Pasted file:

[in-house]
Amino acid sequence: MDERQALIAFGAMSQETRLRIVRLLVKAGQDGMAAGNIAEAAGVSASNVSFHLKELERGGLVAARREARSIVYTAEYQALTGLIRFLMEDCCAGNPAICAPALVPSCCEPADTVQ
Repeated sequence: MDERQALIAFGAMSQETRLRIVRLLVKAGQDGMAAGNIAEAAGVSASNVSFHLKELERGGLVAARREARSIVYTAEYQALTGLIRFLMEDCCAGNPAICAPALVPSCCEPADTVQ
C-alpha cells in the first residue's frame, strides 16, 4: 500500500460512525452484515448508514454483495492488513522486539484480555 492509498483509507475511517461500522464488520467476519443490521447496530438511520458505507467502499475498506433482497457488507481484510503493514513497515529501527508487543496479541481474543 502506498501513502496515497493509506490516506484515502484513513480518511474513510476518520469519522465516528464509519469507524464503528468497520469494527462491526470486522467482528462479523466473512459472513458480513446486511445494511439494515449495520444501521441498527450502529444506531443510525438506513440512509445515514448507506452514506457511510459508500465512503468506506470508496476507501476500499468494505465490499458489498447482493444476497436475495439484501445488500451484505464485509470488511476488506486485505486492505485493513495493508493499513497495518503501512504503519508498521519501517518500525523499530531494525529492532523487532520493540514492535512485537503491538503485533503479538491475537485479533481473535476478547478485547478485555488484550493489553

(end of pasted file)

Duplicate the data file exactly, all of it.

[in-house]
Amino acid sequence: MDERQALIAFGAMSQETRLRIVRLLVKAGQDGMAAGNIAEAAGVSASNVSFHLKELERGGLVAARREARSIVYTAEYQALTGLIRFLMEDCCAGNPAICAPALVPSCCEPADTVQ
Repeated sequence: MDERQALIAFGAMSQETRLRIVRLLVKAGQDGMAAGNIAEAAGVSASNVSFHLKELERGGLVAARREARSIVYTAEYQALTGLIRFLMEDCCAGNPAICAPALVPSCCEPADTVQ
C-alpha cells in the first residue's frame, strides 16, 4: 500500500460512525452484515448508514454483495492488513522486539484480555 492509498483509507475511517461500522464488520467476519443490521447496530438511520458505507467502499475498506433482497457488507481484510503493514513497515529501527508487543496479541481474543 502506498501513502496515497493509506490516506484515502484513513480518511474513510476518520469519522465516528464509519469507524464503528468497520469494527462491526470486522467482528462479523466473512459472513458480513446486511445494511439494515449495520444501521441498527450502529444506531443510525438506513440512509445515514448507506452514506457511510459508500465512503468506506470508496476507501476500499468494505465490499458489498447482493444476497436475495439484501445488500451484505464485509470488511476488506486485505486492505485493513495493508493499513497495518503501512504503519508498521519501517518500525523499530531494525529492532523487532520493540514492535512485537503491538503485533503479538491475537485479533481473535476478547478485547478485555488484550493489553